Decommissioning is the fastest-growing niche in the US nuclear power industry as plant owners plan earlier-than-expected shutdowns for many commercial reactors.1 We therefore expect significant deal opportunities for investors and vendors over the next 20 years.
But nuclear decommissioning is inherently a high-risk endeavor. And successful execution of these deals requires rigorous due diligence, along with a well-crafted deal execution strategy.
1. Joseph Sinicrope et al., ''The Expanding Niche in Nuclear Plant Deactivation,'' ASTM Standarizatoon News, March/April 2016.
Given the highly technical nature of decommissioning work, plant owners have been exploring innovative strategies to shift decommissioning responsibilities to qualified service providers through license transfers.
The growth potential of the decommissioning market has piqued the interest of institutional investors, and some have already entered the market by
This is good news for the industry as there is a high cost to winning decommissioning projects, so any potential capital investment is welcome.
Investment firms also possess sophisticated fund management capabilities and may be in a better position to deal with the nuclear decommissioning trust funds and create financial stability.
Due to the tremendous skill and intense capital requirements for a decommissioning project, the market is showing signs of consolidation.
Some Tier 1 contractors are finding value in horizontal integration to bolster their market position in particular segments of the value chain.
We are now seeing more joint ventures and merger and acquisitions – among D&D project managers; engineering, procurement and construction (EPC) companies; waste managers; and transport and logistics experts – to expand service offerings across the value chain.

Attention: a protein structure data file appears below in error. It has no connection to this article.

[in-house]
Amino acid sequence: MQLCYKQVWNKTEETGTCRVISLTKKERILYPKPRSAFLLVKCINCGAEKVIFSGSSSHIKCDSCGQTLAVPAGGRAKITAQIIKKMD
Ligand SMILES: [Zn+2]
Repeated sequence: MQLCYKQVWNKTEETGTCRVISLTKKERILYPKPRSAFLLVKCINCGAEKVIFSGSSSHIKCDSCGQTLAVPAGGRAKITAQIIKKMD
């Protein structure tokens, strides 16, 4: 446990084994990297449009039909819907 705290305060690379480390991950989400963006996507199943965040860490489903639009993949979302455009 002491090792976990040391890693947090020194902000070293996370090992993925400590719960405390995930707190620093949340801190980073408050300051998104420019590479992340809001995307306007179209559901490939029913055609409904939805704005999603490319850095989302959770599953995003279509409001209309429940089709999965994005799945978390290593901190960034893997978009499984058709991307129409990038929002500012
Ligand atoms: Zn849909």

The nuclear decommissioning market is unique with technical, financial, regulatory, and stakeholder risks and requirements unlike any other industry. Here are some sample questions to help traditional and new players determine if this is the right market for them.
Our analysis of the nuclear decommissioning market shows that lead players seek deals where the buyer/target fills in the gaps or enhances one of the following five critical capabilities:
Relationship management. The decommissioning market, much like many other specialized industrial business-to-business services markets, features a strong relationship component. A strong partner/acquisition will bring with it relationship skills to deal with customers and stakeholders, federal, state and local agencies, NRC and project managers.
Operational expertise. This is especially important because of the specialized nature of the nuclear decommissioning market. Plant owners, in particular, want to see a strong track record of success and safety in waste management operations as the cost of failure is too high.
Contract management. Companies need to have experience managing contracts as service bundling contracts become more common. The ability to negotiate favorable terms can ideally lead to a win-win situation for all partners involved.
Integrated offering. Partnerships should enhance the capability to offer more and better services that each entity alone cannot offer.
Asset economics. Assets across the value chain should be complementary with little overlap so that they can boost productivity. These include: processing equipment, trucks and casks (containers used for disposal).